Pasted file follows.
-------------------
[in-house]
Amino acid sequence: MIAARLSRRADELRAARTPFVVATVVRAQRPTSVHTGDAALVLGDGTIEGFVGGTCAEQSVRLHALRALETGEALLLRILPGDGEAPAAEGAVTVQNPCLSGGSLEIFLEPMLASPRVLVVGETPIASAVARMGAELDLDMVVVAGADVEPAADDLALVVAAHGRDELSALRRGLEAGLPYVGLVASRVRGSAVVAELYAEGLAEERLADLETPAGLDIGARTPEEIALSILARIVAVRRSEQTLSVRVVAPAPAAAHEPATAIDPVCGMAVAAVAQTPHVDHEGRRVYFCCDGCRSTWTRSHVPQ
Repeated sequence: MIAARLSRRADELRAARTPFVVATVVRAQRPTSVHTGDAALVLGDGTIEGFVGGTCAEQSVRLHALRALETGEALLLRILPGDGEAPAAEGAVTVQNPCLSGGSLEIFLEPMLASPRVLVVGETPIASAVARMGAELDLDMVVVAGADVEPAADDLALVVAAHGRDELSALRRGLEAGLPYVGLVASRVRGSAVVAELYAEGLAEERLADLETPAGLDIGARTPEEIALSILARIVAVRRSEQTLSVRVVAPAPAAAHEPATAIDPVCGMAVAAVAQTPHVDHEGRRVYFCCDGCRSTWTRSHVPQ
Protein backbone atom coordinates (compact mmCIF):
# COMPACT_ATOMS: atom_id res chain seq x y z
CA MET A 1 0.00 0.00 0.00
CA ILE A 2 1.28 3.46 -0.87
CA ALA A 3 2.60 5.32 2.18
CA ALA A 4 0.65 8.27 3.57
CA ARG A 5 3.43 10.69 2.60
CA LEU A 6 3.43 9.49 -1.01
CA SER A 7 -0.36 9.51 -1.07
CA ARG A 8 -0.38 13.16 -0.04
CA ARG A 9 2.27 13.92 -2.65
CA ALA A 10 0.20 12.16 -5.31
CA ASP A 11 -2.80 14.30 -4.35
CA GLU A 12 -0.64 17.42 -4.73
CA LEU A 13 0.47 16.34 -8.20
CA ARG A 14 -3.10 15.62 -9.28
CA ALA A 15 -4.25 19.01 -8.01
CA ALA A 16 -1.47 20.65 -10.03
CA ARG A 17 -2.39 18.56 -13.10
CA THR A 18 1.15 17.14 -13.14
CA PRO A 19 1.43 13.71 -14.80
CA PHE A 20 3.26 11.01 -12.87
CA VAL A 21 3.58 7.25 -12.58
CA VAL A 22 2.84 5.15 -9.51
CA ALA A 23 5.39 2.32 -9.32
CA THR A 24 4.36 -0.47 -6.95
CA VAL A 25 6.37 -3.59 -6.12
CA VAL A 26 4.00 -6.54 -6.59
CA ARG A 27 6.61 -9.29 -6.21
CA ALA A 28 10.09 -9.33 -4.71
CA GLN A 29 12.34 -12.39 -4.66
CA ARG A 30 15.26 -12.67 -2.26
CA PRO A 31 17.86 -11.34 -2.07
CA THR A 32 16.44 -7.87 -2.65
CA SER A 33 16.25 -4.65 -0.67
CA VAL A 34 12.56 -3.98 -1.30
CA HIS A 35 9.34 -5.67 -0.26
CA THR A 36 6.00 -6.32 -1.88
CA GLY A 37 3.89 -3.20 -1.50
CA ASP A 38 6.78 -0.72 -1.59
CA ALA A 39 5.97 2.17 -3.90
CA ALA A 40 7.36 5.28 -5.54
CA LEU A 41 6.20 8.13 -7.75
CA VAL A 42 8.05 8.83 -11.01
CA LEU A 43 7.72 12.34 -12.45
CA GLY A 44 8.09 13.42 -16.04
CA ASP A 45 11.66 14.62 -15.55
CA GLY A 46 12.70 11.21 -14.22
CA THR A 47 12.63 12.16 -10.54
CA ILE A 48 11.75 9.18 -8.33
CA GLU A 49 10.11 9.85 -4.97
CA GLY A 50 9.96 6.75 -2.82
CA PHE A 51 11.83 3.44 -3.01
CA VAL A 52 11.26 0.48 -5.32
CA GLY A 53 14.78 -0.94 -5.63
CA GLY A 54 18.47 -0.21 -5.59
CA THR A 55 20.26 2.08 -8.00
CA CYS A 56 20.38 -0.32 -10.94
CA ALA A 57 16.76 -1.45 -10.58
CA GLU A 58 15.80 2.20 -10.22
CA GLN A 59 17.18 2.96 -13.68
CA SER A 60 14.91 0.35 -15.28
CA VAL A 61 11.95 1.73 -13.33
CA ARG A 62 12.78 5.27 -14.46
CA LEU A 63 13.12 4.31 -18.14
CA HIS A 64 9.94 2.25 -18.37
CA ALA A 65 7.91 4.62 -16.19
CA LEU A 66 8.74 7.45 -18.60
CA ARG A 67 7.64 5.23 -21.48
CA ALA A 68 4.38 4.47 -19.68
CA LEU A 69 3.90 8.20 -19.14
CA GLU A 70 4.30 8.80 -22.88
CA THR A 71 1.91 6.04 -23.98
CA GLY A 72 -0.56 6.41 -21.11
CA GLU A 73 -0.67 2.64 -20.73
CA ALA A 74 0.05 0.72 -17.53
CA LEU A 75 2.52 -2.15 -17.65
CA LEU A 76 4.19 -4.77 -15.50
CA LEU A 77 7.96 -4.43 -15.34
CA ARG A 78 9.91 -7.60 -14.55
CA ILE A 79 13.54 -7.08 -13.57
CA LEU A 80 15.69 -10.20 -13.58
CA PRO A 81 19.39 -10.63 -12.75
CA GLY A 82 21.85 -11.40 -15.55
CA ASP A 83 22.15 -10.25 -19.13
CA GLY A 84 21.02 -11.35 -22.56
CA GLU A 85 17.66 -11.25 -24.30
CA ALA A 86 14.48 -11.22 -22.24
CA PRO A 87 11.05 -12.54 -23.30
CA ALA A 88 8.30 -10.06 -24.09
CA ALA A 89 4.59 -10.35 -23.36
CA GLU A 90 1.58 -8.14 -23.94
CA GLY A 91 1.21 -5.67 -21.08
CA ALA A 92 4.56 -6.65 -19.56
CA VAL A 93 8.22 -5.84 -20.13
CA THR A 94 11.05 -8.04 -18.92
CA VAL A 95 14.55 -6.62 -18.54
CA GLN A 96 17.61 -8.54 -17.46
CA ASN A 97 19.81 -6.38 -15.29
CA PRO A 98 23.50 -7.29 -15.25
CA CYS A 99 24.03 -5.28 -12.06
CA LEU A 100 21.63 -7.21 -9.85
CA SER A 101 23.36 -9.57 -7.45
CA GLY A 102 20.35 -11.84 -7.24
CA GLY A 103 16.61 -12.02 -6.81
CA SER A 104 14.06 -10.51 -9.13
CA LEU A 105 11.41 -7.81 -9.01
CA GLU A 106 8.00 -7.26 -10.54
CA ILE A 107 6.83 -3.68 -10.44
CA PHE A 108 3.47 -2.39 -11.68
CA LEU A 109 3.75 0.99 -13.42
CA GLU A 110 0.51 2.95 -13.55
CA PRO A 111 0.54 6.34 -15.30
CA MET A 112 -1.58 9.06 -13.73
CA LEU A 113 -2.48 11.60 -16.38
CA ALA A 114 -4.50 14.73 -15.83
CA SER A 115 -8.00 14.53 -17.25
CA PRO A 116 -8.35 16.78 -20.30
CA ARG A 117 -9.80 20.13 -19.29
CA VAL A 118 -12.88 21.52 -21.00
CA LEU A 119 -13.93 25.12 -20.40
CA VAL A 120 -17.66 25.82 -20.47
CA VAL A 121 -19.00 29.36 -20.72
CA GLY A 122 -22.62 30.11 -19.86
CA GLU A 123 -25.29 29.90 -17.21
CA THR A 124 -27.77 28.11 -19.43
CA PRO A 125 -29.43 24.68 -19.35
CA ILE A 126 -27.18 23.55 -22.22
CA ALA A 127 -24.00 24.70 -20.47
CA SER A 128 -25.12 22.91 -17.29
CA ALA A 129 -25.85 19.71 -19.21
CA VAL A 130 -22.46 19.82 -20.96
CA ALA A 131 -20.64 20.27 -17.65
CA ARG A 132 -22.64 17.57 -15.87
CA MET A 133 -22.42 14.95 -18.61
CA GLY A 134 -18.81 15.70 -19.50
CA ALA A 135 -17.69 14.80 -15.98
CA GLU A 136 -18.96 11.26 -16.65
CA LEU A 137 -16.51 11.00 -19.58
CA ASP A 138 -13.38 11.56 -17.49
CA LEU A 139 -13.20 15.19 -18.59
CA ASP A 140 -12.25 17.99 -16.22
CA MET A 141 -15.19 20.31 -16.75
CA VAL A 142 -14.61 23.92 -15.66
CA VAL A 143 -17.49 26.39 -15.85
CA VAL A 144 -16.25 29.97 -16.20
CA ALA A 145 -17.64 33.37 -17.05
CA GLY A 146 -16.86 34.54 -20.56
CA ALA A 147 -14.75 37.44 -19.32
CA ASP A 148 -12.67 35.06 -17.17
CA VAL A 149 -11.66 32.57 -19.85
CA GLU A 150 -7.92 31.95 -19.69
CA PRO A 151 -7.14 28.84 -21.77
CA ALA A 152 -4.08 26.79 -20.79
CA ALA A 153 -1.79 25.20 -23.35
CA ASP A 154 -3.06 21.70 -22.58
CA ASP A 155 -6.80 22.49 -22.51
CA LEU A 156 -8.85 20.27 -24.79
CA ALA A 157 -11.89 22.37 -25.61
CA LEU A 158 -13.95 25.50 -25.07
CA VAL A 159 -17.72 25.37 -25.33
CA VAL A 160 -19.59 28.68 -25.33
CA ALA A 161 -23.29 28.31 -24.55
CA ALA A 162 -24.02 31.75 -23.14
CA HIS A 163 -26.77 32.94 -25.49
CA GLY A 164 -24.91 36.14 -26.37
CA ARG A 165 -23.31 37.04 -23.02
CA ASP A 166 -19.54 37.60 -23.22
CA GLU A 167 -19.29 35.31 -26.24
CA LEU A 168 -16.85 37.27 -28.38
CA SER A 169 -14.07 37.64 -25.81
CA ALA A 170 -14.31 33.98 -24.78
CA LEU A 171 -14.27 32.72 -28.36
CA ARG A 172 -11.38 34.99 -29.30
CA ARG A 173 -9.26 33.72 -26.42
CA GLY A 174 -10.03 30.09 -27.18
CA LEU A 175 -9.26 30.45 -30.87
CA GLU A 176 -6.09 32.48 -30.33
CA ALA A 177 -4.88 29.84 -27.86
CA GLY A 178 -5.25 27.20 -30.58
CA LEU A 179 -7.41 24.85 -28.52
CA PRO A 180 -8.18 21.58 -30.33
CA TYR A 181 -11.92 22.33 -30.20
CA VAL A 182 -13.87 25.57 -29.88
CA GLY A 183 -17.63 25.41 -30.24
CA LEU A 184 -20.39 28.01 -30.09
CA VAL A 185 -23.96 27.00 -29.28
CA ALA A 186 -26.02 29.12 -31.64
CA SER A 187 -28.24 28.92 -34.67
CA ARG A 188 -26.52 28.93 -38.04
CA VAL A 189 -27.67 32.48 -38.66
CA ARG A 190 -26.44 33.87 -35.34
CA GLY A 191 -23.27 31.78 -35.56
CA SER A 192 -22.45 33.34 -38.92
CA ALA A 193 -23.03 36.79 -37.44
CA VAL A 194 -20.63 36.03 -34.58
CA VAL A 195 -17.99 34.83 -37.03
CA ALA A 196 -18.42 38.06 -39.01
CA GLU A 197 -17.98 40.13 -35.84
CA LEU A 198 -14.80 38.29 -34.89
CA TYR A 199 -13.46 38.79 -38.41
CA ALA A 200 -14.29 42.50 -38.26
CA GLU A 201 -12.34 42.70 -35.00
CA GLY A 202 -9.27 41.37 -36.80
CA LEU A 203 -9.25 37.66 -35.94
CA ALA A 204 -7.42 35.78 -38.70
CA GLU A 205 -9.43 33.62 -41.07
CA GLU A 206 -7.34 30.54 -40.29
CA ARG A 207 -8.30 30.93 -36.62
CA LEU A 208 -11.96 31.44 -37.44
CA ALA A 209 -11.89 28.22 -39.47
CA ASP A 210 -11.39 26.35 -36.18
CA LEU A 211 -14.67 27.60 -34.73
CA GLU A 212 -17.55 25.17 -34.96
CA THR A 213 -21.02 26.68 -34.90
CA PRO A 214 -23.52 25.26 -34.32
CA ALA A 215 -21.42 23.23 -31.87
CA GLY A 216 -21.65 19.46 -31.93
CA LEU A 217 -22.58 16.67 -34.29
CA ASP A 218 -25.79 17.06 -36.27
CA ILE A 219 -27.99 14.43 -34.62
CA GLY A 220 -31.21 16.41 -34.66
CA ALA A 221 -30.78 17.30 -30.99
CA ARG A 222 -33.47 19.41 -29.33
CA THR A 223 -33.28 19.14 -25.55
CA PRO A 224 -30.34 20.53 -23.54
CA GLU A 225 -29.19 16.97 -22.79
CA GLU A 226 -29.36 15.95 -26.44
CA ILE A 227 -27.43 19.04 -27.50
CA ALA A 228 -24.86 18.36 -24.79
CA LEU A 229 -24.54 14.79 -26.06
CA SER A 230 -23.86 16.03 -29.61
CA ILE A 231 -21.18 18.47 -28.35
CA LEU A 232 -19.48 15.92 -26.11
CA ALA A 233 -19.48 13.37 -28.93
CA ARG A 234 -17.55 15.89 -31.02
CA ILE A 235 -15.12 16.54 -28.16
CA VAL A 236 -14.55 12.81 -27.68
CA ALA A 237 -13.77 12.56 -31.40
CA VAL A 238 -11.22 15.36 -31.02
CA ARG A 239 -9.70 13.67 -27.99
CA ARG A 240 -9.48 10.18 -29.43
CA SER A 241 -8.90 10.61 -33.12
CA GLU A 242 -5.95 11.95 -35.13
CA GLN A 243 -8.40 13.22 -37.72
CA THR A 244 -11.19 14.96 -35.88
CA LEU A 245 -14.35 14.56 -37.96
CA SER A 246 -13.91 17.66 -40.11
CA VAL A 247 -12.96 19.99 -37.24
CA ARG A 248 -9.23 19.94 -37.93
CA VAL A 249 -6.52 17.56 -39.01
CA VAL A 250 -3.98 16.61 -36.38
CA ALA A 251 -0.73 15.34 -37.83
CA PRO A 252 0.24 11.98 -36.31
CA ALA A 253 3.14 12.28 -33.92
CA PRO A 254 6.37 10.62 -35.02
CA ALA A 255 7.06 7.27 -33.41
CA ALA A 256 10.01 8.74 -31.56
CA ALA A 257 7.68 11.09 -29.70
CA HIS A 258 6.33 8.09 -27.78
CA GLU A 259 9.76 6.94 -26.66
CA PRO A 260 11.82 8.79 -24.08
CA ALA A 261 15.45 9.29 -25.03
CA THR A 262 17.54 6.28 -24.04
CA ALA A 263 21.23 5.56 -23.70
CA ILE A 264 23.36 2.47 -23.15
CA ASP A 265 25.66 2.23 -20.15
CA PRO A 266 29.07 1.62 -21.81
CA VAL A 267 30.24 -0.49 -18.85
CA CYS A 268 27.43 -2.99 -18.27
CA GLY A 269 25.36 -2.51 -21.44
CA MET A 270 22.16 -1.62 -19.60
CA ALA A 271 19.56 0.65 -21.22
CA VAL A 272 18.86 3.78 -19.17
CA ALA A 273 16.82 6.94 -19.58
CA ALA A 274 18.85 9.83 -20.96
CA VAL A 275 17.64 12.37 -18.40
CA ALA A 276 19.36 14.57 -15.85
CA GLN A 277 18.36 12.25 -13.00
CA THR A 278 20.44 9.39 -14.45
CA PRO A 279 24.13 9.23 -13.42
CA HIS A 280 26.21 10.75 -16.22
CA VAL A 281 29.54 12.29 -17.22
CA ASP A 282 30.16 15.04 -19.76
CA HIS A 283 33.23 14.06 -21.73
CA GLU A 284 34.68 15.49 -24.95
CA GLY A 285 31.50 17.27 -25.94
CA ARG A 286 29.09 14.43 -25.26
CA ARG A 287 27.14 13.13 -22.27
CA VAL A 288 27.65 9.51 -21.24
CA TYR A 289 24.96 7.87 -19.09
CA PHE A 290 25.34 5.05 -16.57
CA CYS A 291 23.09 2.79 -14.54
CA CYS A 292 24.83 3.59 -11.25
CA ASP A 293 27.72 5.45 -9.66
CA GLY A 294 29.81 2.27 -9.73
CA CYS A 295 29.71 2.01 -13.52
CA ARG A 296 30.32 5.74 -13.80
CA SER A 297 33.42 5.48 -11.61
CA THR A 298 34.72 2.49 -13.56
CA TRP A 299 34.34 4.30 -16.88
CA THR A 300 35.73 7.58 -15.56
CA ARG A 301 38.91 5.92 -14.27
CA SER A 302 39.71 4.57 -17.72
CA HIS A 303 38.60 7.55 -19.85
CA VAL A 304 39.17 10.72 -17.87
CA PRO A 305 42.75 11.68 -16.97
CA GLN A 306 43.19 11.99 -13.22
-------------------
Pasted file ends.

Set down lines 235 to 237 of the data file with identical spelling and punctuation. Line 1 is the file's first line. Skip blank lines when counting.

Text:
CA SER A 230 -23.86 16.03 -29.61
CA ILE A 231 -21.18 18.47 -28.35
CA LEU A 232 -19.48 15.92 -26.11